Monday, 31 August 2009

Belle Baker "Hard Hearted Hannah" 1924

If ever you're going to get a new record there, get "Oh Miss Hannah!" great fun, believe me. And think that it has a better moral than H.H.H. Letter to Carol Brown May 1926 in Collected Letters of Malcolm Lowry.

I have already posted a feature on "Oh Miss Hannah!" by the Revelers. Sherrill E. Grace, the editor of Lowry's Collected Letters has suggested that the song Malc refers to as H.H.H. is possibly "Hard Hearted Hannah". More than likely, the version Malc would be familiar with would have been Belle Baker's song from 1924.

Belle Baker (25 December 1893, New York City, New York - 29 April 1957, Los Angeles, California) was an American singer and actress.

Born Bella Becker, she rose to fame as a vaudeville vocalist, appearing on Broadway and in nightclubs, films, radio and television.

In the early 1920s, when she was well known as The Ragtime Singer, Baker took part in a Baltimore song competition with Catherine Calvert, the Hamilton Sisters (Pearl and Violet) and Jessie Fordyce. She was the first artist to record "All of Me," one of the most recorded songs of its era, and she was also the first person in the United States to do a radio broadcast from a moving train.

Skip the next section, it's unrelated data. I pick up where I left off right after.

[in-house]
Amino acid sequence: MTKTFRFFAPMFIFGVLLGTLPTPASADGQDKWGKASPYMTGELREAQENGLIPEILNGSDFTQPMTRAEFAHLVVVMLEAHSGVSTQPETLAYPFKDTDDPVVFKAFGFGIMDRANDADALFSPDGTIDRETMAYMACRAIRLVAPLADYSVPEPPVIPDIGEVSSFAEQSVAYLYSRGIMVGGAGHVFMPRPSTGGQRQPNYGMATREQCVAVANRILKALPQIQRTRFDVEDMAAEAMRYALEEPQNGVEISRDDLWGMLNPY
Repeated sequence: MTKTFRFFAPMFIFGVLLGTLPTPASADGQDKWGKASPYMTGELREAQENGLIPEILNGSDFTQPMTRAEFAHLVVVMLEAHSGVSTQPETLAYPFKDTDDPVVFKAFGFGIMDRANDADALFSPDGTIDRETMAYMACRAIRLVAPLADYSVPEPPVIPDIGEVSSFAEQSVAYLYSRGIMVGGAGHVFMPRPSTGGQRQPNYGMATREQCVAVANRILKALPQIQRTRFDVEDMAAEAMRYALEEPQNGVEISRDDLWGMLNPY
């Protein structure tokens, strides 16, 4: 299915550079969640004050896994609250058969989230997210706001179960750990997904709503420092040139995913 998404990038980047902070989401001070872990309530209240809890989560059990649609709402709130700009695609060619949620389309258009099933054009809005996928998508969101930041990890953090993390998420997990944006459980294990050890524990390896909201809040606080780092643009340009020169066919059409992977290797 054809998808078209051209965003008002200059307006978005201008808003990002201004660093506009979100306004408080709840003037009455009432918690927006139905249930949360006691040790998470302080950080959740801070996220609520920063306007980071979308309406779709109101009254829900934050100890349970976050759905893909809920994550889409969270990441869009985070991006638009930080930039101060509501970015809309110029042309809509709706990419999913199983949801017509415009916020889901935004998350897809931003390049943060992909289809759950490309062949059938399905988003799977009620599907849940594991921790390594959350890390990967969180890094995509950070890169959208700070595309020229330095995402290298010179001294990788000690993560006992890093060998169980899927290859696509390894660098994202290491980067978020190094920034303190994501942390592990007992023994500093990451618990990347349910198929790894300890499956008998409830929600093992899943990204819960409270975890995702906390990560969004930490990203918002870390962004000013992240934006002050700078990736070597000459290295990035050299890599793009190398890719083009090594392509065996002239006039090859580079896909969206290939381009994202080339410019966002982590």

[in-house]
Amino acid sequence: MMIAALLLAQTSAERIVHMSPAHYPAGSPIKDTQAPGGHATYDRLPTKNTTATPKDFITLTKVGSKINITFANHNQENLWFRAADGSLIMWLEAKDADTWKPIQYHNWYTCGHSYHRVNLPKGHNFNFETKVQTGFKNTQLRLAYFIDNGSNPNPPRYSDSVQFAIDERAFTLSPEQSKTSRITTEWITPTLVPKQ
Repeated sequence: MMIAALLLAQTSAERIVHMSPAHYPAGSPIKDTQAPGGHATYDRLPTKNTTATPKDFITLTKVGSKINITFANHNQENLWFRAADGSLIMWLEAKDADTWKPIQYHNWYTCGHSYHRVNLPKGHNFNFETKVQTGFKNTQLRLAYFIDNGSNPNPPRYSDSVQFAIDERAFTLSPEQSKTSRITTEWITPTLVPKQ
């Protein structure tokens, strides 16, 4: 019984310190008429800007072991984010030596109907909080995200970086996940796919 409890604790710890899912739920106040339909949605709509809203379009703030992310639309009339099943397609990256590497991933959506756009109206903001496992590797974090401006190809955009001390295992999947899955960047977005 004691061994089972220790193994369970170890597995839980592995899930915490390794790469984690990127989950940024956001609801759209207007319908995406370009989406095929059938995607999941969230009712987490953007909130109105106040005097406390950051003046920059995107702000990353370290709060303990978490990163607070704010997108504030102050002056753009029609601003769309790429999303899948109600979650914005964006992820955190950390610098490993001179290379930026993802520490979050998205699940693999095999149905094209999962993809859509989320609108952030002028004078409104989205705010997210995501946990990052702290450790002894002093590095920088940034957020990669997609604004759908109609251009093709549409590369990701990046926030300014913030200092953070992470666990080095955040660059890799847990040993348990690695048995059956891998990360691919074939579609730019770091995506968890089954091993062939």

In 1926, Baker had the title role in Broadway's Betsy. She introduced Irving Berlin's "Blues Skies" in the Florenz Ziegfeld production, which ran for 39 performances from December 28, 1926 to January 29, 1927. With music by Richard Rodgers and lyrics by Lorenz Hart, the musical comedy had a book by Irving Caesar and David Freedman. Victor Baravelle was the musical director.

On radio, she was a guest performer on The Eveready Hour, broadcasting's first major variety show, which featured Broadway's top headliners. After roles in the films Song of Love (1929) and Charing Cross Road (1935), she appeared as herself in Atlantic City (1944).

She was married to the composer Maurice Abrahams (1883-1931), who wrote the songs "I'm Walking with the Moonbeams (Talking to the Stars)" and "Take Everything But You" for Song of Love. The couple had one child, Herbert Baker. On September 21, 1937, she married Elias E. Sugarman, editor of the theatrical trade magazine, Billboard.
She died of a heart attack in 1957 at Cedars of Lebanon Hospital in Los Angeles.

It is also possible that Malc was referring to the very popular Savoy Orpheans who had a regular radio show where Malc may have heard the song?

Hard Hearted Hannah Fox Trot (Yellen, Bigelow & Bates) Savoy Orpheans at the Savoy Hotel, London HMV B1955/Bb5643-3 Hayes, Middlesex 21.1.1925.

Here's a great version of the song by Ella Fitzgerald from 1955:

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